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Microglia in neuropathic pain: cellular and molecular mechanisms and therapeutic potential

Key Points

  • Neuropathic pain that results from damage to the nervous system results from the pathological operation of the nervous system

  • Activated microglia in the dorsal horn of the spinal cord are necessary for synaptic alterations in this region and pain hypersensitivity after nerve injury

  • Microglia also become activated in the brain, contributing to sensory and/or non-sensory (emotion, reward and memory) aspects of neuropathic pain

  • Microglia are morphologically and molecularly activated by chronic opioids and contribute to opioid tolerance and dependence

  • New drugs targeting microglia and human microglia-like cells have been developed that may facilitate translation from bench to bedside

Abstract

Acute nociceptive pain is a key defence system that enables the detection of danger signals that threaten homeostasis and survival. However, chronic pain (such as the neuropathic pain that occurs after peripheral nerve injury) is not simply a consequence of the continuity of acute nociceptive signals but rather of maladaptive nervous system function. Over recent decades, studies have provided evidence for the necessity and sufficiency of microglia for the alterations in synaptic remodelling, connectivity and network function that underlie chronic pain and have shed light on the underlying molecular and cellular mechanisms. It is also becoming clear that microglia have active roles in brain regions important for the emotional and memory-related aspects of chronic pain. Recent advances in the development of new drugs targeting microglia and the establishment of new sources of human microglia-like cells may facilitate translation of these findings from bench to bedside.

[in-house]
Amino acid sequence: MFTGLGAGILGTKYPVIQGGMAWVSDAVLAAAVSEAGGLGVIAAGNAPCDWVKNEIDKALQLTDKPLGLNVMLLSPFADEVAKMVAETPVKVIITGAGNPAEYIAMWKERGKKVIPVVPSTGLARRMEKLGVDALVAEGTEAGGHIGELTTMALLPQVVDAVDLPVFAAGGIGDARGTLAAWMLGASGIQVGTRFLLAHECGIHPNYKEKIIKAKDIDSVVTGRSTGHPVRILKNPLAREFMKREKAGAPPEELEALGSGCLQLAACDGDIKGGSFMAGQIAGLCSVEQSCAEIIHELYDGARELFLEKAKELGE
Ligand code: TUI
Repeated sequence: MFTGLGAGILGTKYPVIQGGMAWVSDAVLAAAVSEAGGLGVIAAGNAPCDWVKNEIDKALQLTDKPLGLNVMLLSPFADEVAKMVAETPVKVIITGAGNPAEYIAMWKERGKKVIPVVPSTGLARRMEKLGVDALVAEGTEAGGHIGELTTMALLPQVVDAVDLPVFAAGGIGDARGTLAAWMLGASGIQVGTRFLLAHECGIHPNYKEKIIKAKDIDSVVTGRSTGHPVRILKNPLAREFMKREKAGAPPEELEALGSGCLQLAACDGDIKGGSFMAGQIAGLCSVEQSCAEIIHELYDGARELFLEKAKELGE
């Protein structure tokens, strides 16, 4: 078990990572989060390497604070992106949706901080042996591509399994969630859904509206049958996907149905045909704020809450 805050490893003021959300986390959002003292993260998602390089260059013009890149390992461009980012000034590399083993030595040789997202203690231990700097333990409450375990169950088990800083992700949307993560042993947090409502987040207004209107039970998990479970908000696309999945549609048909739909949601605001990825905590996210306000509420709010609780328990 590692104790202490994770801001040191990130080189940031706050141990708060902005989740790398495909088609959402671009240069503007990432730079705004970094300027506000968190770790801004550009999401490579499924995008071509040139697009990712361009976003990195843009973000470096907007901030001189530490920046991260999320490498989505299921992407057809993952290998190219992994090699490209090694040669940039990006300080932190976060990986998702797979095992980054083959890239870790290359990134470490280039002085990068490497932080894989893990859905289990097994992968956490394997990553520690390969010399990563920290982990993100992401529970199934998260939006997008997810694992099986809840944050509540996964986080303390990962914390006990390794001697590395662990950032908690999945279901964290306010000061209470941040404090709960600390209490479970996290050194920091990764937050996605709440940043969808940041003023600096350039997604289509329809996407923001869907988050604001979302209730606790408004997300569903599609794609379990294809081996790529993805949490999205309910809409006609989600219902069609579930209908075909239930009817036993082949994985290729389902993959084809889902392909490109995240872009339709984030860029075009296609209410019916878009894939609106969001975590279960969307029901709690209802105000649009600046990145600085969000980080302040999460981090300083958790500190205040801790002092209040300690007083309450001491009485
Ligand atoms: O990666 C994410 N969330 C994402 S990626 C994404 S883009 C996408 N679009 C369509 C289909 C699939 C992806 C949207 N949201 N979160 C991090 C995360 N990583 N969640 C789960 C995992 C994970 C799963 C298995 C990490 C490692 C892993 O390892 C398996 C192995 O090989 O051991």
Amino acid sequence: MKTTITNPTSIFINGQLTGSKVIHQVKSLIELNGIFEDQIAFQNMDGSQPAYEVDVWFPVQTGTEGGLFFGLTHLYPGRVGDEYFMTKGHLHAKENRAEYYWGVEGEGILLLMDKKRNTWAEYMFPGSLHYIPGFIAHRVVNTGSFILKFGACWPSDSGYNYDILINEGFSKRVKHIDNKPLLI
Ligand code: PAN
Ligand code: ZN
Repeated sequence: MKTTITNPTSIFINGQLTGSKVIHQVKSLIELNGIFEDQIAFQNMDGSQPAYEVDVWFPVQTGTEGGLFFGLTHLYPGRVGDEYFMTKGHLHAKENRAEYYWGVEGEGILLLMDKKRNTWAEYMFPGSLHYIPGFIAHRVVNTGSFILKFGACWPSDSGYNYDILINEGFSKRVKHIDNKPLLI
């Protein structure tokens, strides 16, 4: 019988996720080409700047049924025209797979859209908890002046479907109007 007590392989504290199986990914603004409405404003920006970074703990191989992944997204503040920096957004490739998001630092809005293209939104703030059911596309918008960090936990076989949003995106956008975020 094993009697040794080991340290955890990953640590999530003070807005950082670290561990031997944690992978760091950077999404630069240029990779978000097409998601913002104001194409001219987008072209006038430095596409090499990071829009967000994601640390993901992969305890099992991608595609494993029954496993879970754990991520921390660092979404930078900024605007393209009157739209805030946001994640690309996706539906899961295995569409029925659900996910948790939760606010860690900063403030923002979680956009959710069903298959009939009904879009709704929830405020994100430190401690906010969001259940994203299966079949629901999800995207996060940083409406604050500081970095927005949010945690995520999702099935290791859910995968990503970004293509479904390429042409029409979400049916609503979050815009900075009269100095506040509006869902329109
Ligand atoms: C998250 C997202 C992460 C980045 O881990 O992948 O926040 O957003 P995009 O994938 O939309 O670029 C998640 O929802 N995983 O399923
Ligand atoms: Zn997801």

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Figure 1: Microgliosis mechanisms in the spinal dorsal horn after injury.
Figure 2: Microglia-mediated aberrant excitability of spinal dorsal horn neurons.
Figure 3: Multiple mechanisms for neuronal excitation by microglial inflammatory signals.

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Acknowledgements

This work was supported by Japan Society for the Promotion of Science Grants-in-Aid for Scientific Research (KAKENHI) grant numbers 15H02522 (M.T.) and 25117013 (K.I.), the Core Research for Evolutional Science and Technology (CREST) programme (M.T.), the Practical Research Project for Allergic Diseases and Immunology (Research on Allergic Diseases and Immunology) (M.T.), the Research Project on Elucidation of Chronic Pain, Platform for Drug Discovery, Informatics, and Structural Life Science (M.T.) from the Japan Agency for Medical Research and Development, and the Toray Science Foundation (M.T.). The authors also thank T. Masuda and Y. Ozono for personal communications regarding their experiments using conditional Vnut-knockout mice.

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K.I. and M.T. contributed to the discussion of content, wrote the article and reviewed and/or edited the article before submission.

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Correspondence to Kazuhide Inoue or Makoto Tsuda.

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Glossary

Hyperalgesia

Increased pain in response to a stimulus that normally provokes pain.

Allodynia

Pain in response to a stimulus that does not normally provoke pain.

Sexual dimorphism

The occurrence of different characteristics in individuals of each of the two sexes of the same species.

Diurnal cycle

A cyclic change in the biological processes in an organism with a period length of 24 hours.

Parabiosis mice

Model in which two mice are surgically joined and share circulating blood in order to generate a chimaera without irradiation and transplantation.

Inflammasomes

Intracellular multiprotein complexes that lead to the activation of caspase 1, which generates the active pro-inflammatory cytokines interleukin-1β (IL-1β) and IL-18.

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Inoue, K., Tsuda, M. Microglia in neuropathic pain: cellular and molecular mechanisms and therapeutic potential. Nat Rev Neurosci 19, 138–152 (2018). https://doi.org/10.1038/nrn.2018.2

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